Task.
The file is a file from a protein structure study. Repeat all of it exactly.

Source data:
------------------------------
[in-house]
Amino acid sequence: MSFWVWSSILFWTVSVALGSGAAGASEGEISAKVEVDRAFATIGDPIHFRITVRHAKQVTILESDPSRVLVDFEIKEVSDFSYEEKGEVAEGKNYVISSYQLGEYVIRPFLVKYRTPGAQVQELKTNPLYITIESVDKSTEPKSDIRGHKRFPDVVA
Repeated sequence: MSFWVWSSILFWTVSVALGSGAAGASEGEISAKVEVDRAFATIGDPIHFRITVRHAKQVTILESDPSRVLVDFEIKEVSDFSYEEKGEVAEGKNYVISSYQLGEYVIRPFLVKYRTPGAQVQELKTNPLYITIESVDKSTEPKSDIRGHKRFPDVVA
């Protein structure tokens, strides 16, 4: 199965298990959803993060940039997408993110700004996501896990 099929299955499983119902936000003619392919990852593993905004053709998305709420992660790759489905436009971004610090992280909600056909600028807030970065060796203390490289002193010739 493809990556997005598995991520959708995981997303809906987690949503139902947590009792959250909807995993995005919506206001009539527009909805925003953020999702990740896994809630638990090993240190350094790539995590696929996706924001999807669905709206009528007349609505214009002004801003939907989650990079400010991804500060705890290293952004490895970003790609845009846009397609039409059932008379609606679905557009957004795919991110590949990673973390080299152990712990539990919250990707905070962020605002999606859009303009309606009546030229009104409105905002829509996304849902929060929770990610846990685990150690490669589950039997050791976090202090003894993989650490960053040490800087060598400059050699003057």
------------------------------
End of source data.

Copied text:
[in-house]
Amino acid sequence: MSFWVWSSILFWTVSVALGSGAAGASEGEISAKVEVDRAFATIGDPIHFRITVRHAKQVTILESDPSRVLVDFEIKEVSDFSYEEKGEVAEGKNYVISSYQLGEYVIRPFLVKYRTPGAQVQELKTNPLYITIESVDKSTEPKSDIRGHKRFPDVVA
Repeated sequence: MSFWVWSSILFWTVSVALGSGAAGASEGEISAKVEVDRAFATIGDPIHFRITVRHAKQVTILESDPSRVLVDFEIKEVSDFSYEEKGEVAEGKNYVISSYQLGEYVIRPFLVKYRTPGAQVQELKTNPLYITIESVDKSTEPKSDIRGHKRFPDVVA
């Protein structure tokens, strides 16, 4: 199965298990959803993060940039997408993110700004996501896990 099929299955499983119902936000003619392919990852593993905004053709998305709420992660790759489905436009971004610090992280909600056909600028807030970065060796203390490289002193010739 493809990556997005598995991520959708995981997303809906987690949503139902947590009792959250909807995993995005919506206001009539527009909805925003953020999702990740896994809630638990090993240190350094790539995590696929996706924001999807669905709206009528007349609505214009002004801003939907989650990079400010991804500060705890290293952004490895970003790609845009846009397609039409059932008379609606679905557009957004795919991110590949990673973390080299152990712990539990919250990707905070962020605002999606859009303009309606009546030229009104409105905002829509996304849902929060929770990610846990685990150690490669589950039997050791976090202090003894993989650490960053040490800087060598400059050699003057």